Describing the wounded soldier’s injuries, Brown points out that “[d]eath from blood loss has always been the greatest hazard of war wounds. A recent analysis found that of soldiers deemed to have ‘potentially survivable’ wounds, 80 percent died of bleeding.” The war reporter adds, “The best option – not ideal – is to stuff the gash with Combat Gauze, a battlefield treatment new to the current wars.” Indeed, the fact that there is not an ideal solution to stop massive bleeding is why NTI has made hemorrhage its number one research priority, and why we launched our first private fundraising campaign, called Stop the Bleeding, in an effort to raise funds specifically to find an ideal medical solution.

“Speed, simplicity and priority have always been the hallmarks of emergency medicine,” Brown goes on to say. “The new battlefield care that flight medics like Reece and others on the ground practice takes those attributes to the extreme.” Research has been key to many of the advances in battlefield care Brown reports on in his story.

“[Tourniquets] went out of military use more than half a century ago because of concern that they caused tissue damage. But research in the past 15 years has shown that they can be left on for two hours without causing permanent harm to limbs,” Brown says. “Now every soldier carries a tourniquet and is instructed to put one on any severely bleeding limb and not think of taking it off.” He notes that in the past eight years, tourniquets have saved at least 1,000 lives, and possibly as many as 2,000.

But trauma doesn’t just occur on the battlefield–it claims the lives of more than 170,000 Americans each year. With our federal government funding trauma research at just 10 cents for every $1.65 it spends on cancer research and $3.51 on HIV research, the National Trauma Institute’s mission is to raise trauma on the national research agenda and secure more funding from both public and private sources.

Traumatic Injury Related to ATVs Alarmingly High for Children

Friday, October 15th, 2010

According to research published in the October issue of the Journal of Trauma, hospitalizations of children with injuries related to All-Terrain Vehicles (ATVs) increased 150% from 1997 to 2006. Lead author of the study Stephen M. Bowman, assistant professor at the Johns Hopkins Center for Injury and Policy, said that even though vehicles with engine sizes above 90cc are required to be labeled as inappropriate for children, it’s clear that parents are either unaware of the recommendations or chose to ignore them.

The study showed that 30% of children younger than 18 hospitalized for ATV-related injuries had a diagnosis of traumatic brain injury. Bowman believes increased helmet usage is essential for curbing these injuries and also calls for a stronger effort by public health officials and the ATV industry to address the issue.

Read more about childern and ATVs.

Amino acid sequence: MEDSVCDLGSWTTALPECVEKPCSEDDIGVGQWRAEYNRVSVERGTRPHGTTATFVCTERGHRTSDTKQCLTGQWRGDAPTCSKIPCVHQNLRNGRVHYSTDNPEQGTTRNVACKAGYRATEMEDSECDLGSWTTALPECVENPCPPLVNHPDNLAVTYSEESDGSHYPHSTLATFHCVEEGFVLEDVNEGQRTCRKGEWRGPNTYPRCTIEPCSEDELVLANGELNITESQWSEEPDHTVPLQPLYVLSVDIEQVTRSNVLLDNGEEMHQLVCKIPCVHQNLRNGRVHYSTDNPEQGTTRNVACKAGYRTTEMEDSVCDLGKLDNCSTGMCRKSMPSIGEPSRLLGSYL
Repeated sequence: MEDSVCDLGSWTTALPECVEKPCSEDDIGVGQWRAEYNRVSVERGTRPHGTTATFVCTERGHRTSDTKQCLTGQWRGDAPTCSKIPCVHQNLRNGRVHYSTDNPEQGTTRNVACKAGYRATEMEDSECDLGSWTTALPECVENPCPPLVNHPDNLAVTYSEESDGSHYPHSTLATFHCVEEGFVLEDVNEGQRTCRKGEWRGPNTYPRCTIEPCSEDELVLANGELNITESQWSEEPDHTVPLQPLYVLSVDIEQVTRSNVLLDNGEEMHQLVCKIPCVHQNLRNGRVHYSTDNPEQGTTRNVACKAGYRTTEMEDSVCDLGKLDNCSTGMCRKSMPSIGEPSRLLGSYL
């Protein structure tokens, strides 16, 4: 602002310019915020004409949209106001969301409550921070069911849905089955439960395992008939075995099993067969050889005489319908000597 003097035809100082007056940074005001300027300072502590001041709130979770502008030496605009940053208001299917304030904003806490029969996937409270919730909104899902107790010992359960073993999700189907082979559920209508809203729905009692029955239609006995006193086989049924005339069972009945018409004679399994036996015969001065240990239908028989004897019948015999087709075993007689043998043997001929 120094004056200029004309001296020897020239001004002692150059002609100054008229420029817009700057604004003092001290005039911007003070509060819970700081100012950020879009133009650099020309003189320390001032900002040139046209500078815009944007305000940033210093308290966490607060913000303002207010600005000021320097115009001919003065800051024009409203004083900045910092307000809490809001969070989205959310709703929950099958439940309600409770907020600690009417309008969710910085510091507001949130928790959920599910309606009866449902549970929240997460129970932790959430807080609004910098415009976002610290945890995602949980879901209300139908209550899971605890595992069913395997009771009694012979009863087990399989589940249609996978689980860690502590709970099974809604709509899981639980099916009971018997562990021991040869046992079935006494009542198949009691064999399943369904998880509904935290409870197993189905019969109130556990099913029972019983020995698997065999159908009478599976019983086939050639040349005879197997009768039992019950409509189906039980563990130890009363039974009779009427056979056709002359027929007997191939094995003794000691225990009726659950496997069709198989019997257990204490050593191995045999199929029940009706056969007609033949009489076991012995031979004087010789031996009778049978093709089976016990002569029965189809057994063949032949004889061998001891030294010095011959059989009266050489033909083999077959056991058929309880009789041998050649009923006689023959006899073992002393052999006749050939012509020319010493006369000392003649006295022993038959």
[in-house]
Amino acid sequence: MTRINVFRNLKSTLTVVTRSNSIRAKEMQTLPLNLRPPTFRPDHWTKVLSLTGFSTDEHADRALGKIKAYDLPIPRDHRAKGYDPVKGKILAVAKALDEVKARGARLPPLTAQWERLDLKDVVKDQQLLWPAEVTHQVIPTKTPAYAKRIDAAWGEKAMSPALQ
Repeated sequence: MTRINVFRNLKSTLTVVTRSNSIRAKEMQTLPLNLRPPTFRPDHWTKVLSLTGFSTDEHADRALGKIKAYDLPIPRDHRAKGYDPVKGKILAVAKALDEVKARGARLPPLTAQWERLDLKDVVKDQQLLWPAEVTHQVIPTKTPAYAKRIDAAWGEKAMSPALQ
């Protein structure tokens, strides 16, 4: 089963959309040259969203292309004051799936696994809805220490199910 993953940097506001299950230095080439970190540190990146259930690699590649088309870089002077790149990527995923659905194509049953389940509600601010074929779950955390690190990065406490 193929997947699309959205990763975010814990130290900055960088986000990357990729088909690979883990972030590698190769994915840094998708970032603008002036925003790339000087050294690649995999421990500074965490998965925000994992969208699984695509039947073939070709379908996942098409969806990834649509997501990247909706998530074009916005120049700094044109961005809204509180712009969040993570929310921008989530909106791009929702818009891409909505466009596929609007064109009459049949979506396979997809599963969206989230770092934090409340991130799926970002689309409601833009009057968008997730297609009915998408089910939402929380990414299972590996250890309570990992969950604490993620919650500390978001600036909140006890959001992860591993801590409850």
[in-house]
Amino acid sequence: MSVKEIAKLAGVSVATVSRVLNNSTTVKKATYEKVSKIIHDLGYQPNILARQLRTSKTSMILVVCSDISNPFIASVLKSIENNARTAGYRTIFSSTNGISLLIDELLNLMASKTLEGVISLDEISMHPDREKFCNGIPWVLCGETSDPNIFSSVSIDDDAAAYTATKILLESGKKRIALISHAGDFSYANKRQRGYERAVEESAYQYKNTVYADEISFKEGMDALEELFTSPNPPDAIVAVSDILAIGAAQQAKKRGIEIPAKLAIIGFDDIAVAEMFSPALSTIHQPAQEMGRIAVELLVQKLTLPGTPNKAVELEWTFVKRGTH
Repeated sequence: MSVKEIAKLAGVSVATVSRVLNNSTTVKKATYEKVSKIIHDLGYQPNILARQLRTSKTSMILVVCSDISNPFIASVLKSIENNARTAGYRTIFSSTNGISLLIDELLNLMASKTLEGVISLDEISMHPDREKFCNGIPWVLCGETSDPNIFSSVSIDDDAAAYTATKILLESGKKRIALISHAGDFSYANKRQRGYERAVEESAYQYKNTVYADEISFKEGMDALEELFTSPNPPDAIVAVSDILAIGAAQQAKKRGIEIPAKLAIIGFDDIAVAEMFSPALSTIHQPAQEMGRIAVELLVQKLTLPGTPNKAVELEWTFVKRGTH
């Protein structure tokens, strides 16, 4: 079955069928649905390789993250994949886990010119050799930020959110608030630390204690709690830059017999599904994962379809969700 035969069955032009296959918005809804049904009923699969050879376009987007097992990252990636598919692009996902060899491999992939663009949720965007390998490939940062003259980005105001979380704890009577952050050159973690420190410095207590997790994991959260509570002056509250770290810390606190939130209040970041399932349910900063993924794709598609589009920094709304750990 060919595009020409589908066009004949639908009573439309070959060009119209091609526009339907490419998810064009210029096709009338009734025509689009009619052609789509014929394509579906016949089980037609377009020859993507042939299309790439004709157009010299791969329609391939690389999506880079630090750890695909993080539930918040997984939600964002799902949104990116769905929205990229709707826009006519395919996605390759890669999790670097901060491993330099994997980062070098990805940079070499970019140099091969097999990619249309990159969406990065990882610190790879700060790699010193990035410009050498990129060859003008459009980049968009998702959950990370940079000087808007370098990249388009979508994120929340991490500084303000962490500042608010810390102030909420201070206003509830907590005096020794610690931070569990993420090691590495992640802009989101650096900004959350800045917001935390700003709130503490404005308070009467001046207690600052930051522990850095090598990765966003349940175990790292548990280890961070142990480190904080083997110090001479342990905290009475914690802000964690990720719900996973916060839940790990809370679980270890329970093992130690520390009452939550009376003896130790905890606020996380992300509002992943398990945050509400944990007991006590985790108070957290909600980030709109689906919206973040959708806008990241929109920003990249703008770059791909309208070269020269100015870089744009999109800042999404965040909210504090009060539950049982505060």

Extremity Trauma Research Receives a $38 Million Shot in the Arm

Monday, October 11th, 2010

The Department of Defense just awarded $38.6 million to the Major Extremity Trauma Research Consortium (METRC) at Johns Hopkins Bloomberg School of Public Health. This is great news and a very worthwhile investment. NTI Board member and Johns Hopkins professor Ellen MacKenzie said the funding will allow the new research center to determine which treatments work well in addition to exploring bone infection, chronic pain and overall disability associated with extremity trauma.

Now, if only all the OTHER underfunded areas of trauma could gain the same level of funding and attention, the country could perhaps begin to make a dent in the rates of death and disability related to traumatic injury!

Detroit Trauma Surgeon Talks about how Poverty affects Trauma

Friday, October 8th, 2010

In a compelling slide show and story written for the Detroit News, author Charlie LeDuff profiles Dr. Pat Patton, chief of trauma surgery at Henry Ford Hospital. Patton has dedicated his life to repairing people, consistently working an average of 100 hours a week for the last two decades in one of the busiest trauma centers in the country. And it’s become busier as the economic downturn has endured and intensified.

Patton has seen the level of traumatic injuries rise in the past five years as desperate men settle financial disputes with guns, and people without health insurance wait until they’re on the brink of death before going to the hospital. Patton wonders how urban hospitals will stay afloat, given the concentration of ill and uninsured people.

As the government seeks to establish redetermined payments for services with the passage of the Affordable Care Act, the true costs of treatment are unknown, adding to the uncertainty. Patton sits on a number of committees studying the issue, but he remains concerned about the outlook for inner city hospitals and the population they serve.

DoD Invests in Sangart’s MP4 Molecule Development for Trauma Applications

Thursday, October 7th, 2010

The Department of Defense awarded a $1.1 million grant to Sangart, Inc. to fund pre-clinical development of the MP4 molecule, a product that can provide “targeted oxygen delivery to the capillaries in severely injured trauma patients,” according to Sangart’s press release.

The award is being issued as part of the Defense Medical Research and Development Program, which provides grants in support of research designed to advance state-of-the-art solutions for world-class medical care for U.S. soldiers.